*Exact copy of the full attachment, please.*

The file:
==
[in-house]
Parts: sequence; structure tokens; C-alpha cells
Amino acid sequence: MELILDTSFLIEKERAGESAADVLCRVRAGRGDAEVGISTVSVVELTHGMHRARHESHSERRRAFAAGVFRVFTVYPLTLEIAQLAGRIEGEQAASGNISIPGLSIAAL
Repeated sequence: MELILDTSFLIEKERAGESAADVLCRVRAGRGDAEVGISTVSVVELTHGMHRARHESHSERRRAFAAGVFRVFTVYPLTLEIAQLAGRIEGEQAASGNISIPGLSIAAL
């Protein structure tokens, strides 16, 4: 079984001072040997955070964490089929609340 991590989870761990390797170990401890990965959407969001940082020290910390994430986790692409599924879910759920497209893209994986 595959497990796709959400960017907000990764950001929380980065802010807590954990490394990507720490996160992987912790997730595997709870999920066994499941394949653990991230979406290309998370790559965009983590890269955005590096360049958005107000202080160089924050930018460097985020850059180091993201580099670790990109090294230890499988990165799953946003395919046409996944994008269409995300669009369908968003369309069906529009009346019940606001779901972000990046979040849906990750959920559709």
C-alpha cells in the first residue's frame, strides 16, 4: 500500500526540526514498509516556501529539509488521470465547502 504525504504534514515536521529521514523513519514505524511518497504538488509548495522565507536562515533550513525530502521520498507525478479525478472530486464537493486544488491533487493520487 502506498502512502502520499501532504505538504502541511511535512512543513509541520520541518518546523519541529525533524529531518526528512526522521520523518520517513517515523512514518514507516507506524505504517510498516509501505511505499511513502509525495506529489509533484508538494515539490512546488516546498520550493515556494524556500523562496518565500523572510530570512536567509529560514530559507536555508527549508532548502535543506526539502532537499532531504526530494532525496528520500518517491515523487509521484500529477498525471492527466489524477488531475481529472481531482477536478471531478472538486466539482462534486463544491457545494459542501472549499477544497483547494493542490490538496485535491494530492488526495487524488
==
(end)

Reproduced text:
[in-house]
Parts: sequence; structure tokens; C-alpha cells
Amino acid sequence: MELILDTSFLIEKERAGESAADVLCRVRAGRGDAEVGISTVSVVELTHGMHRARHESHSERRRAFAAGVFRVFTVYPLTLEIAQLAGRIEGEQAASGNISIPGLSIAAL
Repeated sequence: MELILDTSFLIEKERAGESAADVLCRVRAGRGDAEVGISTVSVVELTHGMHRARHESHSERRRAFAAGVFRVFTVYPLTLEIAQLAGRIEGEQAASGNISIPGLSIAAL
């Protein structure tokens, strides 16, 4: 079984001072040997955070964490089929609340 991590989870761990390797170990401890990965959407969001940082020290910390994430986790692409599924879910759920497209893209994986 595959497990796709959400960017907000990764950001929380980065802010807590954990490394990507720490996160992987912790997730595997709870999920066994499941394949653990991230979406290309998370790559965009983590890269955005590096360049958005107000202080160089924050930018460097985020850059180091993201580099670790990109090294230890499988990165799953946003395919046409996944994008269409995300669009369908968003369309069906529009009346019940606001779901972000990046979040849906990750959920559709």
C-alpha cells in the first residue's frame, strides 16, 4: 500500500526540526514498509516556501529539509488521470465547502 504525504504534514515536521529521514523513519514505524511518497504538488509548495522565507536562515533550513525530502521520498507525478479525478472530486464537493486544488491533487493520487 502506498502512502502520499501532504505538504502541511511535512512543513509541520520541518518546523519541529525533524529531518526528512526522521520523518520517513517515523512514518514507516507506524505504517510498516509501505511505499511513502509525495506529489509533484508538494515539490512546488516546498520550493515556494524556500523562496518565500523572510530570512536567509529560514530559507536555508527549508532548502535543506526539502532537499532531504526530494532525496528520500518517491515523487509521484500529477498525471492527466489524477488531475481529472481531482477536478471531478472538486466539482462534486463544491457545494459542501472549499477544497483547494493542490490538496485535491494530492488526495487524488